This is a way to add 15-30% to your monthly numbers, and hedge your skillset against future defenses put up by prospects, who are trying their best to prevent you from getting into their inbox or phone.

You can programmatically display ads offering a white paper, but you can’t automate the interpretation of that white paper’s advice, put it in the context of one particular buyer’s role at their company, help them understand when the right time is to read it, or help them have confidence in who it is on their team that should be spearheading that effort.

That requires a human touch.

The Perspective Shift

It means that SDRs should think of themselves as the “last-mile branding team.”

Instead of an appointment-setter, a high-power SDR is, among other things, a skilled marketer who happens to have a quota of SQLs instead of MQLs.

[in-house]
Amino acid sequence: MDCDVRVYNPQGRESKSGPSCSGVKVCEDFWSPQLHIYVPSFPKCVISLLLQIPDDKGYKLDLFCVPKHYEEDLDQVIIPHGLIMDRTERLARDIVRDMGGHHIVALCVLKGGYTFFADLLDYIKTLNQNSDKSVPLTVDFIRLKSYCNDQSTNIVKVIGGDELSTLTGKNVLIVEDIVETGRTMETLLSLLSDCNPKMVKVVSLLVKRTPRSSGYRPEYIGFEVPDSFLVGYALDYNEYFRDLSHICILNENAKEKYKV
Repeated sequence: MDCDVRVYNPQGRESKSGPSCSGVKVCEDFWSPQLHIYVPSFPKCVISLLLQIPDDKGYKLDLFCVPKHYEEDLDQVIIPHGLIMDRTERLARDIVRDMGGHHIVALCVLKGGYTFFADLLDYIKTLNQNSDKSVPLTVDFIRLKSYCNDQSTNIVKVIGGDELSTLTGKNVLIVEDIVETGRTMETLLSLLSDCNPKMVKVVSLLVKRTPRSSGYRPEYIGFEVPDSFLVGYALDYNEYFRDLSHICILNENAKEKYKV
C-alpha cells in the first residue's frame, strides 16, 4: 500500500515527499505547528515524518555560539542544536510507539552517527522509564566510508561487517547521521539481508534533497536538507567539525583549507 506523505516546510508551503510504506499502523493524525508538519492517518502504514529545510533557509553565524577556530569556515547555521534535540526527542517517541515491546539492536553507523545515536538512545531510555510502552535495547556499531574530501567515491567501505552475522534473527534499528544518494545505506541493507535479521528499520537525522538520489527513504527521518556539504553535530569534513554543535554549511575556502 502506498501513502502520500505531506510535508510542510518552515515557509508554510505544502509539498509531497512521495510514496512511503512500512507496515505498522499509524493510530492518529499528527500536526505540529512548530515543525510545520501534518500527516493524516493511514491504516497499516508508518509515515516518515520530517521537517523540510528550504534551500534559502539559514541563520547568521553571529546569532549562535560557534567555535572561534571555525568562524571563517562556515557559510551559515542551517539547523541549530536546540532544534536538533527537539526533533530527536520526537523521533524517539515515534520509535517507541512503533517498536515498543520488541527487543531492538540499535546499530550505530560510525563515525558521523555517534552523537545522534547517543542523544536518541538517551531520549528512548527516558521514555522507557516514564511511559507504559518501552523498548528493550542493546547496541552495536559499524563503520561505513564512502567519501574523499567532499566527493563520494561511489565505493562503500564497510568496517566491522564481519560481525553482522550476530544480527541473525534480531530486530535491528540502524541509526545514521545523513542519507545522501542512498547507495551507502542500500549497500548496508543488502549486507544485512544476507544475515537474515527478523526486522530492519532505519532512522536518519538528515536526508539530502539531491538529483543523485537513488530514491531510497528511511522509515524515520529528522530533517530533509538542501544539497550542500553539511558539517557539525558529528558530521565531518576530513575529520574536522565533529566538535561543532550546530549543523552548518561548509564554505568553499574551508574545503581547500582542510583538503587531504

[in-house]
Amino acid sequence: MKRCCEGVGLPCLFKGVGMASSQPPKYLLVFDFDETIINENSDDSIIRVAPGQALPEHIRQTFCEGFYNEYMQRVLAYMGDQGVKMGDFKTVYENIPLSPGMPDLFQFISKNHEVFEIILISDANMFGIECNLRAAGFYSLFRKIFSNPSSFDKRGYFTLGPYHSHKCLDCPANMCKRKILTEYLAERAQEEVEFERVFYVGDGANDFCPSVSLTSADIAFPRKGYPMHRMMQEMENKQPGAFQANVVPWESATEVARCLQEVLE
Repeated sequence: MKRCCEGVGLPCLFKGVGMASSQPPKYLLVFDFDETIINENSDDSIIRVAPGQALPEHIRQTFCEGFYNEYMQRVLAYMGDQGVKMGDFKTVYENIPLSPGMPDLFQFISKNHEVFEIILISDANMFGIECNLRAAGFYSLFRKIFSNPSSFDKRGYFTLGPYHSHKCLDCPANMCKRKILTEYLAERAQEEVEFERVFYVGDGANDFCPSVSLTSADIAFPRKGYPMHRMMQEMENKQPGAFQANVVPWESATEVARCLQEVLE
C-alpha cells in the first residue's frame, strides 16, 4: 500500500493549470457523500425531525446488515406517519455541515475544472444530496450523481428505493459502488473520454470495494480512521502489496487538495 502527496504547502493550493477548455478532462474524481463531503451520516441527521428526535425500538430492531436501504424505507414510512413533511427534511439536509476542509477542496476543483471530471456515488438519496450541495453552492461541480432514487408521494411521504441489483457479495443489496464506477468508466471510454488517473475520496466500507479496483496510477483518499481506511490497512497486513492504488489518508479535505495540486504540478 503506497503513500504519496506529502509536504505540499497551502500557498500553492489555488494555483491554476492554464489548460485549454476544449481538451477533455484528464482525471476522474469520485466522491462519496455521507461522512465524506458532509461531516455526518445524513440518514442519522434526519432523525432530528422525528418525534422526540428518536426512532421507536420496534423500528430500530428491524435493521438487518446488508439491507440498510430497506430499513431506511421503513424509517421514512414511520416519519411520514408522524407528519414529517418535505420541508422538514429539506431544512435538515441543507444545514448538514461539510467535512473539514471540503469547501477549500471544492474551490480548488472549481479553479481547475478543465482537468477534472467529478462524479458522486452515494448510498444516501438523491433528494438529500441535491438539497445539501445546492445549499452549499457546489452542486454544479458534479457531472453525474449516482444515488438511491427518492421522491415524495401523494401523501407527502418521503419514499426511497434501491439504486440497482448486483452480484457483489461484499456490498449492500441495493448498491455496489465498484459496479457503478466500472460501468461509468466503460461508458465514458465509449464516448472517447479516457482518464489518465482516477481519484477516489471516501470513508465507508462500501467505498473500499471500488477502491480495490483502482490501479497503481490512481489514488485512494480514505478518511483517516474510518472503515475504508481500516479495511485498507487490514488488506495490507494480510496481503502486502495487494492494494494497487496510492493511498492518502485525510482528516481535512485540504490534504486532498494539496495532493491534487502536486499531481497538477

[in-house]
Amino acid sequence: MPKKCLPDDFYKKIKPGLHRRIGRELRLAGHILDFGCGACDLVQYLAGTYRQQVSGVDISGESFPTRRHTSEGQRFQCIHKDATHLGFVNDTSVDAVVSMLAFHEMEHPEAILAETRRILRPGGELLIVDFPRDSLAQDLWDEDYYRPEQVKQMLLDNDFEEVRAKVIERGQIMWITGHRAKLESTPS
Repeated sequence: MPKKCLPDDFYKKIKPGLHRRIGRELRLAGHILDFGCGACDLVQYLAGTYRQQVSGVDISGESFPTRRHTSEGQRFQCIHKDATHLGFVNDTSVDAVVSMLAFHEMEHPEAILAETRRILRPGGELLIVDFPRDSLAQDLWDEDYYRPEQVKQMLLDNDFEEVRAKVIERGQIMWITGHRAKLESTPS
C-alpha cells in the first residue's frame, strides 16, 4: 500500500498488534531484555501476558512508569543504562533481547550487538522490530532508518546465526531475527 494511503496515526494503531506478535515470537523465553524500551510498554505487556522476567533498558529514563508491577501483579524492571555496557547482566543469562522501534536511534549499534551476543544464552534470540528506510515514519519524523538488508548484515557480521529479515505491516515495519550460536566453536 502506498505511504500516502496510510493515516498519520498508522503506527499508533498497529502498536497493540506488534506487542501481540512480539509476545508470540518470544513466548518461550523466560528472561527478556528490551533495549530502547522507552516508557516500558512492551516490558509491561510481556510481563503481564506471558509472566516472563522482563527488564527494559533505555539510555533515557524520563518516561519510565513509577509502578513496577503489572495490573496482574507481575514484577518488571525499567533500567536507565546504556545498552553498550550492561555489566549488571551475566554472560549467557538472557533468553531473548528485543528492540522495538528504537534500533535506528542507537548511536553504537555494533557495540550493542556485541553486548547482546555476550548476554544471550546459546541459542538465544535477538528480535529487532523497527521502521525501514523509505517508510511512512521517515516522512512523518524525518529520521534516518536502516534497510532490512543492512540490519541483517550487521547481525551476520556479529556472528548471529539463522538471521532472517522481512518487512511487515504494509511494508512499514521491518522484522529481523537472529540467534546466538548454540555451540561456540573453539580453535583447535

To take a page out of the Challenger Sale playbook: it’s the SDR’s job to take the Commercial Teaching proposition of the company — NOT the features list! — and make that relevant to their individual prospects in a way that simply can’t be done at scale by automation or by a centralized marketing team.

One way to think of it is this… 

SDRs should be: 

  • Defining their personal brand
  • Understanding the company brand
  • Integrating the two
  • And building their sales process based on that combination

If you’re a sophisticated sales leader, you’re probably already doing this and thinking, “So far, this guy hasn’t said anything new!” 

First, congrats, because 95% of sales teams aren’t doing this. You’re on the right track. 

Second, keep reading, because we could all use help in amplifying the core value proposition of the brand-led SDR across their organization.

How Do We Get There?

To start, we need to rebuild the bridge that we’ve been burning with Marketing all these years.

Case in point: I worked with one sales team whose relationship with Marketing was so poor, they advised me to disguise a marketing services proposal as an outsourced sales proposal, so that they could get it approved without going through Marketing.